Film Noir


That is the first thing I think of whenever people talk of shadow: rain coated detective with a penchant for Bourbon and smoking under street lamps, the glamorous but dangerous dame, gangsters and policemen of dubious morals, you know the sort. The distinctive visual style of Film Noir originated as a bargain of necessity, streets in shadows and the odd camera angles were originally there to disguise the short comings of the film productions lack of budget and it soon became a style in itself. The three films which people tend to think of when the term Film Noir is mentioned are The Maltese Falcon, The Big Sleep (both starring Humphrey Bogart) and The Third Man, the first two of which are based on ‘hard-boiled’ detective novels y Dashiell Hammett and Raymond Chandler respectively, the latter film doesn’t feature a detective as such but it adheres to the tropes of Film Noir.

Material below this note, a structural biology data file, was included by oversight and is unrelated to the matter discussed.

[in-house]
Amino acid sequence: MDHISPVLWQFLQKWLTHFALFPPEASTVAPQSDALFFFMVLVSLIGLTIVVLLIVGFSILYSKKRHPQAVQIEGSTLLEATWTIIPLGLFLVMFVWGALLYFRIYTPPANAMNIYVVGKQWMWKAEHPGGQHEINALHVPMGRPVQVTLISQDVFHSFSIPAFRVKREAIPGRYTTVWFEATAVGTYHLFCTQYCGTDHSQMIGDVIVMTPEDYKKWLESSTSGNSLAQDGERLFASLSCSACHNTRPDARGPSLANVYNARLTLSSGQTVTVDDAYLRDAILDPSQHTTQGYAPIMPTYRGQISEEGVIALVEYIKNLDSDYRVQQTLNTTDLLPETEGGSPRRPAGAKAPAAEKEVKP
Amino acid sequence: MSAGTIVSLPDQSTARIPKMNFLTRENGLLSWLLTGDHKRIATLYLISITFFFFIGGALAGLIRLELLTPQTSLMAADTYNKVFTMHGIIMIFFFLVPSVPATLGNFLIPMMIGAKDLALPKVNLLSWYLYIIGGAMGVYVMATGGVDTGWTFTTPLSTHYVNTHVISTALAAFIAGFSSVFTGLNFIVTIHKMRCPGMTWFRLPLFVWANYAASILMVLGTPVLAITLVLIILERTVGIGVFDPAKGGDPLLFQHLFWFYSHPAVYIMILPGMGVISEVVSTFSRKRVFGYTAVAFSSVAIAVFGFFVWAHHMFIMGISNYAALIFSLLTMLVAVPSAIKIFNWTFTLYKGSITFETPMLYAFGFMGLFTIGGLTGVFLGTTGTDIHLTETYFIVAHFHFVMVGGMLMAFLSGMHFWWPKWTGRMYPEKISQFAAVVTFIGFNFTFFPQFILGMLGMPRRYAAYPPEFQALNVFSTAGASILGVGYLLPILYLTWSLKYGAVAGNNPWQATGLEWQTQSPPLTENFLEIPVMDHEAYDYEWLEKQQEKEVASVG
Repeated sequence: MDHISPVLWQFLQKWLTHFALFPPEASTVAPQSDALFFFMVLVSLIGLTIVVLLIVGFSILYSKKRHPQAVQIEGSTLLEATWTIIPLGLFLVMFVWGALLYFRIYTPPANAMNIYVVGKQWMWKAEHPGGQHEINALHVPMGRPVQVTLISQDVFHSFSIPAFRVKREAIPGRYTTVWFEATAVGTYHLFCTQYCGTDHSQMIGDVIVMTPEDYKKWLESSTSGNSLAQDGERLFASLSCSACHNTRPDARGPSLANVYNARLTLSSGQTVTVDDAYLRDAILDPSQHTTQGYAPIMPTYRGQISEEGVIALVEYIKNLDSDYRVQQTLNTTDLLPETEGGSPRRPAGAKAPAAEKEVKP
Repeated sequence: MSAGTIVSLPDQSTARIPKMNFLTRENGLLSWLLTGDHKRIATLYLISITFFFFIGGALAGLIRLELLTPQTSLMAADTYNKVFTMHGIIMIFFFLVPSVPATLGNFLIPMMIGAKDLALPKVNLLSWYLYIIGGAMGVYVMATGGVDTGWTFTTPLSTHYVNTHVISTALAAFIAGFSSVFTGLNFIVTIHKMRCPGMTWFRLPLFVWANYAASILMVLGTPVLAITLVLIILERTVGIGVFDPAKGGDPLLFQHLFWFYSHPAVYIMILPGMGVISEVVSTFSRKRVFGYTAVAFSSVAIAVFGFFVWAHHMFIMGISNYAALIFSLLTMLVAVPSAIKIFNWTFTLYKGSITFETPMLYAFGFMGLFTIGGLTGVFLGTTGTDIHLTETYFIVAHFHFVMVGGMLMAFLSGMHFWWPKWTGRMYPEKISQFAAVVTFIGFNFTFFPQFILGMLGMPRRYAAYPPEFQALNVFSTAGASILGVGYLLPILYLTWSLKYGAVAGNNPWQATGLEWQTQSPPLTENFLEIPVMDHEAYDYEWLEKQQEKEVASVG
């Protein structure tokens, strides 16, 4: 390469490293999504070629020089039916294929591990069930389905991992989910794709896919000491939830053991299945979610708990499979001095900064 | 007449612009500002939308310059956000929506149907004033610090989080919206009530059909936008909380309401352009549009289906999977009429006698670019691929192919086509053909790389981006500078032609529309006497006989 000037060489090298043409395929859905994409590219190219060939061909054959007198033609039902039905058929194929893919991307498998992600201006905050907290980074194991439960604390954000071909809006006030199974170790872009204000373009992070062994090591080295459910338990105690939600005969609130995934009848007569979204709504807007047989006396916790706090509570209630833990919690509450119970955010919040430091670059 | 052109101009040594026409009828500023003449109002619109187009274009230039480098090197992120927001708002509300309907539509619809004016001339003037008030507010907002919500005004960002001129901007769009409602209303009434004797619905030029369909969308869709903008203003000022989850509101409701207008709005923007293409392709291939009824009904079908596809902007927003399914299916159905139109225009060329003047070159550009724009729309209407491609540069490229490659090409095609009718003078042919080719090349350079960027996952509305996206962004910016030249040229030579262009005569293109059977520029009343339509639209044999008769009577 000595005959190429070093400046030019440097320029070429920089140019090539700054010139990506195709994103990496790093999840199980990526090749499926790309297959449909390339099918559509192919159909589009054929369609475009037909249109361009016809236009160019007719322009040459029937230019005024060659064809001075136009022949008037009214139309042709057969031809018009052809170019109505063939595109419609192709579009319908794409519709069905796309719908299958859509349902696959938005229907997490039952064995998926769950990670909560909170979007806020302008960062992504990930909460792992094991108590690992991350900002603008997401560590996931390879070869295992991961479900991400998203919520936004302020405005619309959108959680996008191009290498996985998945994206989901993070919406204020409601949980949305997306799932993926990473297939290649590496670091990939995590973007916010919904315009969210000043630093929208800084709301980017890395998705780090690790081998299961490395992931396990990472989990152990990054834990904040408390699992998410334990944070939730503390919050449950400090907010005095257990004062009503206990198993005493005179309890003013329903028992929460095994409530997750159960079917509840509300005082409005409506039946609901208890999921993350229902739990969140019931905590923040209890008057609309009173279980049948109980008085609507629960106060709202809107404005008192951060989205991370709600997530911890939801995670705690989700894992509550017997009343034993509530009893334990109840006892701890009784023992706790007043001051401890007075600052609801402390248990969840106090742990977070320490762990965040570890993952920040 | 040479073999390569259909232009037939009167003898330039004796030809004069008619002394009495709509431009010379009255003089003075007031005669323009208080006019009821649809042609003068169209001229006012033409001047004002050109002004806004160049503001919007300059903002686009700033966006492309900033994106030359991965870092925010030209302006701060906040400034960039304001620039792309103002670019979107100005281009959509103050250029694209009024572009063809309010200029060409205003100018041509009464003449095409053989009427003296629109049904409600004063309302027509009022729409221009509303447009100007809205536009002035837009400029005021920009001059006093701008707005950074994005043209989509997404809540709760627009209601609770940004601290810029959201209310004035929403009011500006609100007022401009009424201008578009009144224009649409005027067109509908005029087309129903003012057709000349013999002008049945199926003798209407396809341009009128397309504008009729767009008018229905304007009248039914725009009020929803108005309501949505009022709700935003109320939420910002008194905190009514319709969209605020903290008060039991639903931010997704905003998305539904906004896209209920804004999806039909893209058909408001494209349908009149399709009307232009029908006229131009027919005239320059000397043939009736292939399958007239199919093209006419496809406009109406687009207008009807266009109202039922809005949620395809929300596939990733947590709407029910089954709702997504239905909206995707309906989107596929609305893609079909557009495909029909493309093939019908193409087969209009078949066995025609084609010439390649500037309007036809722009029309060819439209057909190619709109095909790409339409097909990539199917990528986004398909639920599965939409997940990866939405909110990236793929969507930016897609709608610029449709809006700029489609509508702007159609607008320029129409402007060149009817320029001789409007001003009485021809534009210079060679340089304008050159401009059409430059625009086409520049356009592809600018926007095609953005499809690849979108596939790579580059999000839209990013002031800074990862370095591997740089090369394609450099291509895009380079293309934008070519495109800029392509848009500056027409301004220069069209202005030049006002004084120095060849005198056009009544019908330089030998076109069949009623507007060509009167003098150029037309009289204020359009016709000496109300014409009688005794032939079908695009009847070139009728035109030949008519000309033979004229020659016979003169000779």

Now this is a DVD boxed set I bought a fair few years ago and gives a good over of a series of excellent but perhaps underrated or forgotten films. The Killers is based on an Ernest Hemmingway short story of the same name and has an interesting hook for the story as an old lady receives an inheritance from a man she hardly knows. Murder, My Sweet is an adaption of Chandler’s Farewell My Lovely and is quite good even if it is slightly let down  by the way they cast the villainous Moose Malloy. Here he is portrayed more as a big clumsy  naïve lummox whereas in the book Malloy is described and writing as a thuggish brutish man who is very dangerous and somewhat unstable, the film doesn’t portray Malloy as a threat.

This Gun for Hire is based on a Graham Greene novel and we all know the story of Double Indemnity as its story template has been homaged and satirised many times.

It is a cheap boxset to buy and a must for any film noir buff.


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